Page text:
When researching my 1950s era books, I’m always referring to my old Seattle map. A few weeks ago, I posted a map-mystery about some Seattle streets that have disappeared, but my old map also shows several streets that never even existed.
Seattle’s Magnolia neighborhood is a peninsula northwest of downtown. Per my 1950s era Kroll Map, Magnolia’s footprint was expected to balloon out several blocks into Elliott Bay and Puget Sound. My map shows that future fantasy expansion complete with streets names.
I’m not sure if they planned to wash away the Magnolia hillside (that’s what happened to Seattle’s Denny Regrade neighborhood) but whatever they were planning, all that remains is an old map showing the streets and avenues of a future that never happened.
I’m new to publishing. Even though I’m currently writing my 5th book, the Hatbox Murders will be the first one published.
Over a hear ago, Barking Rain Press assigned me to a wonderful editor, and we spent 6 months going over the manuscript. We did 3 complete in-depth passes. After that, two more editors came on board and we all went through it again.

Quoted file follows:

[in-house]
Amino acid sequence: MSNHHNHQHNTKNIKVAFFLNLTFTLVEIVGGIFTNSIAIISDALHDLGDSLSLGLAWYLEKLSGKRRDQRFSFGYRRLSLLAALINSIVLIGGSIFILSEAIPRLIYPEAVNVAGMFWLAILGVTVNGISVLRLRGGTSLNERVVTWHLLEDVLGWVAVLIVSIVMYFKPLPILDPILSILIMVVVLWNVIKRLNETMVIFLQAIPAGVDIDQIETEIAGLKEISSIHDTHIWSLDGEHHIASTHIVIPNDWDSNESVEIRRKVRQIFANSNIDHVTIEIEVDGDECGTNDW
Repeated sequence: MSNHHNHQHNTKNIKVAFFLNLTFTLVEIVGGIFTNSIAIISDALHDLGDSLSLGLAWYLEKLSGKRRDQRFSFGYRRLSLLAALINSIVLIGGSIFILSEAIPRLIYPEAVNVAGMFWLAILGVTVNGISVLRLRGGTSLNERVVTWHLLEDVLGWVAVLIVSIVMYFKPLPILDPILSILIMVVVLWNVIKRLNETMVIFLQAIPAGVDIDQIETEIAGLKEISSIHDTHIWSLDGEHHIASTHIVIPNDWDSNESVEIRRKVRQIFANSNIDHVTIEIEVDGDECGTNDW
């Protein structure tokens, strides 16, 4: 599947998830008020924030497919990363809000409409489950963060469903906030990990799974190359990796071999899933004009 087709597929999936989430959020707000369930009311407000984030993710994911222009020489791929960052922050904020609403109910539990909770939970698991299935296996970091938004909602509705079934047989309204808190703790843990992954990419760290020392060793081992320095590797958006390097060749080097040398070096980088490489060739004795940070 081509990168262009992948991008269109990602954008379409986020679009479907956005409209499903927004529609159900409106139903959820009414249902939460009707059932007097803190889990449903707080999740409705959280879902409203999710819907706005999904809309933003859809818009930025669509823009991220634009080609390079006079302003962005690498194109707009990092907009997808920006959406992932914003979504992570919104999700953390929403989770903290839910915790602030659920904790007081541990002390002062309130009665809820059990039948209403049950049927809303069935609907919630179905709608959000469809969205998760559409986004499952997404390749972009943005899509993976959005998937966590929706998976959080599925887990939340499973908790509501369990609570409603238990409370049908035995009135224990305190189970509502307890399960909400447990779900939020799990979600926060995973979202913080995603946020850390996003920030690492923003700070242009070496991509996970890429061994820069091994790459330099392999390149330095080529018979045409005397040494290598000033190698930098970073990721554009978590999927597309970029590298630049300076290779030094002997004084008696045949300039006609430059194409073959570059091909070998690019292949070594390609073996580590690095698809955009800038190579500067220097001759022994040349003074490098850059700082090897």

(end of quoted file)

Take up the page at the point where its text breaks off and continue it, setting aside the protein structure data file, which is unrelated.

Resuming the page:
I thought the editing was finished. Silly me. I just received the final “Final for Print,” proof. Now, there are 5 of us on the project, all reviewing the Hatbox Murders cover-to-cover.
It really helps me appreciate (and maybe even dread 😉 all the work that goes into a traditionally published book.
And it keeps me really, really busy.
I confess that I’m a picky reader, but I don’t think I’m alone.
To help folks decide whether or not they like the Elliott Bay Mysteries series, I’m including a freebie. The Tugboat Murder is only 15K words, so it’s somewhere between a short story and a novella. But it’s a single crime that’s solved over a single weekend (in 1950s Seattle, or course) so I’m calling it a “Mini-Mystery.”
My wonderful publisher, Barking Rain Press, is prepping it now and The Tugboat Murder should be available, totally free, on their website by the end of March.
Read what you love, especially if you love mysteries!
Seattle once had a neighborhood called Ross. As the city evolved, the name was lost, but my old map still shows streets overlapping the water. The Wedgewood Historical Society was nice enough to explain what happened:
When the Army Corps of Engineers built the Ballard Locks a 100 years ago (and the waterway which connects Lake Washington to Puget Sound) they dug out a few streets. The fun part is that my old 1950s Seattle map still shows those “ghost streets” in the water. Kinda spooky.